Start Singapore: Facilitating respectful online discussions

Mr Gaurav Keerthi is developing a commercial version of his discussion software.
Mr Gaurav Keerthi is developing a commercial version of his discussion software.

Facilitating respectful online discussions

Sensitive topics like race are difficult to discuss harmoniously online given the way trolls can poison the debate, so social entrepreneur and pilot Gaurav Keerthi has taken matters into his own hands and created a new website.

The dialectic.sg site aims to encourage more respectful and rational comments.

Comments are not immediately posted. The comment must be endorsed by random members of the dialectic.sg community before it is posted.

"Many newspapers, like the New York Times, have disabled their comments section because of trolls who post vulgar and insulting comments," said Mr Keerthi, 36. "They are all reactions, not thoughtful responses. Dialectic.sg aims to improve the level of online discussions for policy debates."

As a former school debater and debating coach, he noticed that students could be terrific kids in real life but were horrific on the Internet.

Their comments were inflammatory and tended to follow the pack, he added.

Mr Keerthi wanted to discourage this practice and fell back on his debating experience to see how online discussions could be improved.

He started dialectic.sg as a social cause to improve debates on policy issues ranging from the Women's Charter to car ownership in Singapore to financial regulation of religious organisations.

Mr Keerthi began the site's development three years ago. Today, the website has 400 registered users and about 7,000 visitors.

Issues raised are explored with a fact-based background brief. Commenters can share their insights and opinions on the policy options.

Mr Keerthi has also collaborated with other organisations, like OnePeople.sg, to host online discussions.

Dr Janil Puthucheary, the chairman of OnePeople.sg and MP for Pasir Ris-Punggol GRC, said dialectic.sg was an opportunity for his organisation to bring forth deeper conversations about race relations online in respectful tones.

"We do hold such conversations on racial harmony regularly with youth, community leaders and our stakeholders, but the challenge is how do we bring across these facilitated conversations online, where we could have useful discussions on sensitive and heartfelt topics in a respectful manner," he said.

The collaboration with dialectic.sg allowed it "to bridge this gap and meaningfully engage the online community", said Dr Puthucheary.

Mr Keerthi is now developing a commercial version of his software that will let social media firms and other Internet companies encourage better online discussion.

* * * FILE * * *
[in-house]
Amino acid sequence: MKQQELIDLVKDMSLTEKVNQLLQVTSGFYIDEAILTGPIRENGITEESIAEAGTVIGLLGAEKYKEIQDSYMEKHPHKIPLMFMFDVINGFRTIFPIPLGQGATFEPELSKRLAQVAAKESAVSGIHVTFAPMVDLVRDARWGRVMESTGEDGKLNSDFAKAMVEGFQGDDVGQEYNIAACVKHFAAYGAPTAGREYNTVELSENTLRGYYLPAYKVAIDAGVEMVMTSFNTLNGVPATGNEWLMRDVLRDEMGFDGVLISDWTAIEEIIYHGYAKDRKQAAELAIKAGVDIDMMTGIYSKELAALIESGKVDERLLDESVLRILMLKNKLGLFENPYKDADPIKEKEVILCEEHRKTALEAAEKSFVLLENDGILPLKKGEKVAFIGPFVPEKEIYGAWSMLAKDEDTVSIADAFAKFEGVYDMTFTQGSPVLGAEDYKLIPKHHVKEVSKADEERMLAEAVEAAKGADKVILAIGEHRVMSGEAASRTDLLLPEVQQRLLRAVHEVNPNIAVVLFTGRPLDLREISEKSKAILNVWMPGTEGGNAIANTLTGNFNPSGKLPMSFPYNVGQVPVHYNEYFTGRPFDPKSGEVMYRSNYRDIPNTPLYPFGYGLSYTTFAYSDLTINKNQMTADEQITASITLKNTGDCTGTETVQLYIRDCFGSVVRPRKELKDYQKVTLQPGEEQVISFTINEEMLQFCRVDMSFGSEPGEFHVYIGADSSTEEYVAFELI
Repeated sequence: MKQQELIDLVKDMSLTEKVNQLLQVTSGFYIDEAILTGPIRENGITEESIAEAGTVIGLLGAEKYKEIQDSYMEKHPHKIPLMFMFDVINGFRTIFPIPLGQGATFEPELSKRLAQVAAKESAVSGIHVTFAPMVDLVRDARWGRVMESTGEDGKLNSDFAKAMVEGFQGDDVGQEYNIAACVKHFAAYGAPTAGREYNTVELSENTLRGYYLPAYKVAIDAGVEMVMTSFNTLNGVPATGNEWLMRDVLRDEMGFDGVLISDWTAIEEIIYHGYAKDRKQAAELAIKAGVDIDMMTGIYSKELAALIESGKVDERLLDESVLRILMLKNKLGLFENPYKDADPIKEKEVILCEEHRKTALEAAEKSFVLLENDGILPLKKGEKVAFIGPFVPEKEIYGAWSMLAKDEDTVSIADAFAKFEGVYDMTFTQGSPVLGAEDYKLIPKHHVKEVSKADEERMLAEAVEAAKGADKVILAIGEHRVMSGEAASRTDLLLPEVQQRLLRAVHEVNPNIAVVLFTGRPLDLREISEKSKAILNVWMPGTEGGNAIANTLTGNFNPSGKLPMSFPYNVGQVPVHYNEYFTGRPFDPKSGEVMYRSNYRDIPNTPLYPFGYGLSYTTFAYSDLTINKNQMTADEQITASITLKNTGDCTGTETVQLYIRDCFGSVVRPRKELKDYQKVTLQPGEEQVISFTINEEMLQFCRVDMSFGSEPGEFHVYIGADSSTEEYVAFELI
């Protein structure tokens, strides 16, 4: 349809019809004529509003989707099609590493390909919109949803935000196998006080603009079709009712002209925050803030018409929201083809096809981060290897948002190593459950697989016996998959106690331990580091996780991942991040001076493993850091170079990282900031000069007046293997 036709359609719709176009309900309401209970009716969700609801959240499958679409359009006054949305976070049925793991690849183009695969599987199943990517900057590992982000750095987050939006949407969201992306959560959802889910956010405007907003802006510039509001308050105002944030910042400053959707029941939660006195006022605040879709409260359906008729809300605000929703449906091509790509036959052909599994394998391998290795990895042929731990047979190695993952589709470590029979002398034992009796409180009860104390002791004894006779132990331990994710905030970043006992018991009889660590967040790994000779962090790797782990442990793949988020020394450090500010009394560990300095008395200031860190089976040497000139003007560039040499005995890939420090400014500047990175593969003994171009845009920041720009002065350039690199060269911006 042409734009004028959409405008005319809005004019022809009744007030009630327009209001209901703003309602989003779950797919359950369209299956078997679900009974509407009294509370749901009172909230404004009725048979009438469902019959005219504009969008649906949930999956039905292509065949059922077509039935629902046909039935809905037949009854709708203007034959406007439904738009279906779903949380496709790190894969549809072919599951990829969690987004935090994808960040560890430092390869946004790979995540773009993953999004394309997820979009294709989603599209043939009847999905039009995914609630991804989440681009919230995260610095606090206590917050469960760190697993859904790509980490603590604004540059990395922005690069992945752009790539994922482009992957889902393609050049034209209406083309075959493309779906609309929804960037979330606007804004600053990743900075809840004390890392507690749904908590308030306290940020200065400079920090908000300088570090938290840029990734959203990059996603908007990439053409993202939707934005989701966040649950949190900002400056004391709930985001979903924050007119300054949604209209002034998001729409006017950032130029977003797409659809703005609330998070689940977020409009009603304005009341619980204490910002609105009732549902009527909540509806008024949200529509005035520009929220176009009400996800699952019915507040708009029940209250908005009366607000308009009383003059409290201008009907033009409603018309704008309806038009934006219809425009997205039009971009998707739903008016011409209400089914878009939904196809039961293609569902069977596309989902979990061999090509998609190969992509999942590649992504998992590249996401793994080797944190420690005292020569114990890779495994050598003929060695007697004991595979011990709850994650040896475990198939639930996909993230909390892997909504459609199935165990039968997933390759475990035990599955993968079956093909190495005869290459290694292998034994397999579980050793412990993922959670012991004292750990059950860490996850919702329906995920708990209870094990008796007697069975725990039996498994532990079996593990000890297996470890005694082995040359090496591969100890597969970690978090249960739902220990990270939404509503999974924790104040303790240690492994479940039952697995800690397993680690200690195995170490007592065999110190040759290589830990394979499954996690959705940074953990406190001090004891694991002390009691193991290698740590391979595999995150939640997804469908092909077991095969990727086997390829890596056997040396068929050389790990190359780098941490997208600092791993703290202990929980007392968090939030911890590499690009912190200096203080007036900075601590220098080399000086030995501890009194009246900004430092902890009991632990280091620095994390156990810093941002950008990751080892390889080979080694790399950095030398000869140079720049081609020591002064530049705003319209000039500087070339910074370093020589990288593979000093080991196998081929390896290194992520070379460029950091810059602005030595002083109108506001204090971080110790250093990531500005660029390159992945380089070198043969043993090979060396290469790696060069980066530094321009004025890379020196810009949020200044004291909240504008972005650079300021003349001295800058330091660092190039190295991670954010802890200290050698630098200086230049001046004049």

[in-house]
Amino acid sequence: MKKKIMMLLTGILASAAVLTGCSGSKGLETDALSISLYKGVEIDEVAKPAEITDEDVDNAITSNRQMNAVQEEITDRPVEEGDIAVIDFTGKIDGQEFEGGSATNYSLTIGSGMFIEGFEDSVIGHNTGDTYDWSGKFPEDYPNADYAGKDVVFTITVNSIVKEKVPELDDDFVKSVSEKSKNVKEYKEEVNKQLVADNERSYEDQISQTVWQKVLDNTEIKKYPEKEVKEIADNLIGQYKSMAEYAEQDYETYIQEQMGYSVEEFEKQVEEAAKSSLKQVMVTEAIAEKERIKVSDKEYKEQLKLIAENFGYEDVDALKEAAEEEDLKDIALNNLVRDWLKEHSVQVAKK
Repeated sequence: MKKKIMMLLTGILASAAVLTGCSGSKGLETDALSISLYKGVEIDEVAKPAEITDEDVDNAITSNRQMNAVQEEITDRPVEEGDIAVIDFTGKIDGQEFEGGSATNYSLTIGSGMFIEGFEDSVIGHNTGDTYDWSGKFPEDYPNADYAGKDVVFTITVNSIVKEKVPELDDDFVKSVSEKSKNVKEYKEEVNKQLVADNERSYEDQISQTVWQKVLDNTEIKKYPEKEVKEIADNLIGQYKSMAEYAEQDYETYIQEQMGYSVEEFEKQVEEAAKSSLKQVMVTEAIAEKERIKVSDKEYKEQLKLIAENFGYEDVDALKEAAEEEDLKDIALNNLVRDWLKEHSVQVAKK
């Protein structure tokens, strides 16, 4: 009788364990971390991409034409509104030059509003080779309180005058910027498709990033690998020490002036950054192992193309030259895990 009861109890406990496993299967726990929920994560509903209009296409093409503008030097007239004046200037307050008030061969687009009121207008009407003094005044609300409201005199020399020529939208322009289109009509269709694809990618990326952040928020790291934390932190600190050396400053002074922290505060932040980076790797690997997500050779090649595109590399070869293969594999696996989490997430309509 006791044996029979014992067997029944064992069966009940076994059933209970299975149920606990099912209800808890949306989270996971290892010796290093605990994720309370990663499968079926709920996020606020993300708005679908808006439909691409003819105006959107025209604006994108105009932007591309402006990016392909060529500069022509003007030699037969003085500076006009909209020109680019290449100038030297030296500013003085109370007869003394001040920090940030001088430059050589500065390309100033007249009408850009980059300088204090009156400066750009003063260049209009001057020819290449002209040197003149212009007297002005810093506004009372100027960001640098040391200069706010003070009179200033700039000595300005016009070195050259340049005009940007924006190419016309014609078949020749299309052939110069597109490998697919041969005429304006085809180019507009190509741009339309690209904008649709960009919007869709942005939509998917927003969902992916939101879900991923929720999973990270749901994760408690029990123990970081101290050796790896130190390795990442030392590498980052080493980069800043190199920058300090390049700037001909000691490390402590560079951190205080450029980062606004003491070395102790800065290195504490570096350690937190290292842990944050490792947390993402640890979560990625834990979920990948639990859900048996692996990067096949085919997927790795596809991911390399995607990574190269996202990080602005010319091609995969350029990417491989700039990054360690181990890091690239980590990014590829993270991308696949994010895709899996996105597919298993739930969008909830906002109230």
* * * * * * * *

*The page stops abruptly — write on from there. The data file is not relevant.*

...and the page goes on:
AIA, Konica-Minolta on the hunt for start-ups

Insurance firm AIA and Japanese tech company Konica-Minolta are looking for start-ups to participate in their new Digital Healthcare Accelerator.

There will be two intakes for the 12-week course, with the first starting on Feb 22, with up to 10 start-ups from Asia in each group. The accelerator is based in Block 71, Launchpad@ One-North.

The firms stated this week that they want to support entrepreneurs to deliver innovative solutions in areas like healthcare delivery and integrating health and patient data. Participants will receive mentorship and business guidance but no funding. Support will include business guidance, research, product strategies and marketing.

At the end of the course, the start-ups will pitch to investors and entrepreneurs for funding. At this point, AIA and Konica-Minolta may consider investing if the start-ups are relevant to their businesses, said the statement.

The accelerator will be run by Nest, a global investment incubator which has worked with large corporations to operate customised accelerator programmes.


Need a ride to see the doctor? Uber's here

Need transport to get to your doctor's appointment? Ride-sharing app Uber can help.

It signed a deal this week with Practo, an app that lets people make a doctor's appointment online.

When the Practo user's appointment is drawing near, he will get a reminder alert on his mobile phone and also see the closest Uber car available.

Patients can then click the reminder notification to complete the booking process. Practo users in Singapore, India, Indonesia and the Philippines can use this new feature immediately.

Grace Chng

•Send news on start-up developments to chngkeg@sph.com.sg

A version of this article appeared in the print edition of The Straits Times on November 19, 2015, with the headline 'Start Singapore: Facilitating respectful online discussions'. Print Edition | Subscribe